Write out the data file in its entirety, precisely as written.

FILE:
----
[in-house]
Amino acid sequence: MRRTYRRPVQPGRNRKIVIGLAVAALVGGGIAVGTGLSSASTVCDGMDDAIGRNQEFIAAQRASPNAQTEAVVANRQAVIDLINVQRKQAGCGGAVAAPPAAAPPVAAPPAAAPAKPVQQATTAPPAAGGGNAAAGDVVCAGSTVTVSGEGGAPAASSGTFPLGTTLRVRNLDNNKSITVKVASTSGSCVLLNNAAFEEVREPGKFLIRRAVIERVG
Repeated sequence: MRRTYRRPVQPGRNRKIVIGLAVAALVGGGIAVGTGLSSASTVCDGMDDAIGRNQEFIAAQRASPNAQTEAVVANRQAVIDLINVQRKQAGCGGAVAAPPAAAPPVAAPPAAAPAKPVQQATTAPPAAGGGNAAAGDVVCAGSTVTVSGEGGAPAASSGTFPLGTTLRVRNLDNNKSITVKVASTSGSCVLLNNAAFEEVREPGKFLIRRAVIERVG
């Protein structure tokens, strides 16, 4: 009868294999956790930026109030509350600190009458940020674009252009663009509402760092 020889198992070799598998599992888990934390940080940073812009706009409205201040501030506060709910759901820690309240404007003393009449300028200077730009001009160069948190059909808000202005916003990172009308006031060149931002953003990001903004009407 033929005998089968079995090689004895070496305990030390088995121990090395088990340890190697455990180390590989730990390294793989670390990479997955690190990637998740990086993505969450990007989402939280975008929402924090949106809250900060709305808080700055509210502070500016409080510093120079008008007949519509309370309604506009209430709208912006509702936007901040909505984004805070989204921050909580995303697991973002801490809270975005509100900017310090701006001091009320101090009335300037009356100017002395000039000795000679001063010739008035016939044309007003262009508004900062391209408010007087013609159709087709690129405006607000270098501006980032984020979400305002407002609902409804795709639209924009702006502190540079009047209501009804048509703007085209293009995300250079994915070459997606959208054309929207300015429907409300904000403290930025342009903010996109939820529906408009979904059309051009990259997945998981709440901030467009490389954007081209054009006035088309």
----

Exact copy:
[in-house]
Amino acid sequence: MRRTYRRPVQPGRNRKIVIGLAVAALVGGGIAVGTGLSSASTVCDGMDDAIGRNQEFIAAQRASPNAQTEAVVANRQAVIDLINVQRKQAGCGGAVAAPPAAAPPVAAPPAAAPAKPVQQATTAPPAAGGGNAAAGDVVCAGSTVTVSGEGGAPAASSGTFPLGTTLRVRNLDNNKSITVKVASTSGSCVLLNNAAFEEVREPGKFLIRRAVIERVG
Repeated sequence: MRRTYRRPVQPGRNRKIVIGLAVAALVGGGIAVGTGLSSASTVCDGMDDAIGRNQEFIAAQRASPNAQTEAVVANRQAVIDLINVQRKQAGCGGAVAAPPAAAPPVAAPPAAAPAKPVQQATTAPPAAGGGNAAAGDVVCAGSTVTVSGEGGAPAASSGTFPLGTTLRVRNLDNNKSITVKVASTSGSCVLLNNAAFEEVREPGKFLIRRAVIERVG
């Protein structure tokens, strides 16, 4: 009868294999956790930026109030509350600190009458940020674009252009663009509402760092 020889198992070799598998599992888990934390940080940073812009706009409205201040501030506060709910759901820690309240404007003393009449300028200077730009001009160069948190059909808000202005916003990172009308006031060149931002953003990001903004009407 033929005998089968079995090689004895070496305990030390088995121990090395088990340890190697455990180390590989730990390294793989670390990479997955690190990637998740990086993505969450990007989402939280975008929402924090949106809250900060709305808080700055509210502070500016409080510093120079008008007949519509309370309604506009209430709208912006509702936007901040909505984004805070989204921050909580995303697991973002801490809270975005509100900017310090701006001091009320101090009335300037009356100017002395000039000795000679001063010739008035016939044309007003262009508004900062391209408010007087013609159709087709690129405006607000270098501006980032984020979400305002407002609902409804795709639209924009702006502190540079009047209501009804048509703007085209293009995300250079994915070459997606959208054309929207300015429907409300904000403290930025342009903010996109939820529906408009979904059309051009990259997945998981709440901030467009490389954007081209054009006035088309």